KCIDigital Archives

The KCI Digital Archives on the KCI website presents image and text information for the objects in the collection, arranged in chronological order.

Evening dress

© The Kyoto Costume Institute

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Evening dress

c. 1981

Yves Saint-Laurent
Yves Saint Laurent
Bodice of silk wine-red taffeta, black velvet collar, brown silk taffeta frill at collar and cuff; matching skirt with frill at hem; green silk taffeta sash; petticoats of white nylon tulle.
Credit Line
Gift of Mr. Dominique Miraille
Inventory Number(s)
AC13332 2015-37AE

An evening dress featuring a striking combination of wine red silk changeable taffeta—the fabric that the garment has been created with—and brown frill on the front of the skirt, cuffs and hem. The addition of the moss green sash and black velvet collar creates a chic impression while bringing the look together. At first glance, the rounded shape of the leg-of-mutton sleeves and the fullness of the back of the skirt created by the petticoats could be a garment from the 1890s. It is, however, a haute couture garment by Yves Saint-Laurent [1936–2008] that was worn by contemporary art gallery owner Madame Cavaillès to a reception at the Élysée Palace.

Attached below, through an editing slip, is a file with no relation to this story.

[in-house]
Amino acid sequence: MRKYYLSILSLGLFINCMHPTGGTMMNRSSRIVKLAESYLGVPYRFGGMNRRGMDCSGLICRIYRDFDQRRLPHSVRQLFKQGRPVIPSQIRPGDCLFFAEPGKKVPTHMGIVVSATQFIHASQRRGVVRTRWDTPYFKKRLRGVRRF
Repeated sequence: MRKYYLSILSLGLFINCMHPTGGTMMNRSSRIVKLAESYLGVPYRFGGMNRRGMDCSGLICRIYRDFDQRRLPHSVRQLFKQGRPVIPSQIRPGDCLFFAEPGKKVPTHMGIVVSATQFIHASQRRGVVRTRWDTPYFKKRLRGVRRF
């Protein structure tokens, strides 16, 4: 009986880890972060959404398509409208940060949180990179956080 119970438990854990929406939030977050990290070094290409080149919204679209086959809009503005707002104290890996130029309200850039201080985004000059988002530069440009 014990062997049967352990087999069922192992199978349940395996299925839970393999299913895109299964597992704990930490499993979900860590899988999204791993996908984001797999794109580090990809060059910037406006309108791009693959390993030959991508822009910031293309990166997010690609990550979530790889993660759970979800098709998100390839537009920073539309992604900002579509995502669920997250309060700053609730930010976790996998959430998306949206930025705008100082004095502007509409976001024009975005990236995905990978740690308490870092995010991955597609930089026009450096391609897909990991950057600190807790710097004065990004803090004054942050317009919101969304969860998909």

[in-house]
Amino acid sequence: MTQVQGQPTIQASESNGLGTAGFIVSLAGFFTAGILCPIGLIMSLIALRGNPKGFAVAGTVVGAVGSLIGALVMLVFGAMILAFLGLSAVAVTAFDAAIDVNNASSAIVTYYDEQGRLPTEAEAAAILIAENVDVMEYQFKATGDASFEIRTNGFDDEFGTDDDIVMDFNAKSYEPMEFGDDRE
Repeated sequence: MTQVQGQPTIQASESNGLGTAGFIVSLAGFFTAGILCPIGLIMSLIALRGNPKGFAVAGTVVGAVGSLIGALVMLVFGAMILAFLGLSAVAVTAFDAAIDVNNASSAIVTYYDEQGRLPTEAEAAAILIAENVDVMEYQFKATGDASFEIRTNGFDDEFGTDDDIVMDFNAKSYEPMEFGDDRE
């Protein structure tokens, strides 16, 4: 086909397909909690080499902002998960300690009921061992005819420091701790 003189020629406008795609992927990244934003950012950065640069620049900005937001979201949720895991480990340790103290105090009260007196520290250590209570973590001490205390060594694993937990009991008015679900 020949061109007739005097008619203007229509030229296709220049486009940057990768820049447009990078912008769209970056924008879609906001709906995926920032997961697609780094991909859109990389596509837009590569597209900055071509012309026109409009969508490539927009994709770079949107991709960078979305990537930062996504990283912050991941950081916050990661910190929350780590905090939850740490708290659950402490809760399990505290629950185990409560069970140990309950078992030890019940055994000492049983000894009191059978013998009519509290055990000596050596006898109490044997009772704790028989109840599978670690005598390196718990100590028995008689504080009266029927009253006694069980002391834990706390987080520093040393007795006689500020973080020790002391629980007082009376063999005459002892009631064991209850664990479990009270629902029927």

Saint-Laurent attracted acclaim in 1965 for his bold designs incorporating Piet Mondrian’s abstractions. Saint-Laurent launched his first pret-a-porter collection in the following year, but continued to use this approach in haute couture. The latter were created using highly sophisticated couture techniques and were homage to artists such as Pablo Picasso (1979, 1988), Fernand Léger (1981), Vincent van Gogh (1988), Georges Braque (1988) and Paul Gauguin (1989).
During the early 1980s (1980 to 1984) Saint-Laurent showed collections that were a nod to Henri Matisse and these include evening dresses referencing, in his Autumn/Winter 1981–1982 haute couture collection, Matisse’s 1937 work “Woman in Blue” (in the Philadelphia Museum of Art’s collection), or “Small Blue Dress Before a Mirror” (in the National Museum of Moern Art, Kyoto’s collection). This particular garment is similar in style to these and is attributed to the same period, and conveys Saint-Laurent’s deep admiration of and respect for artists.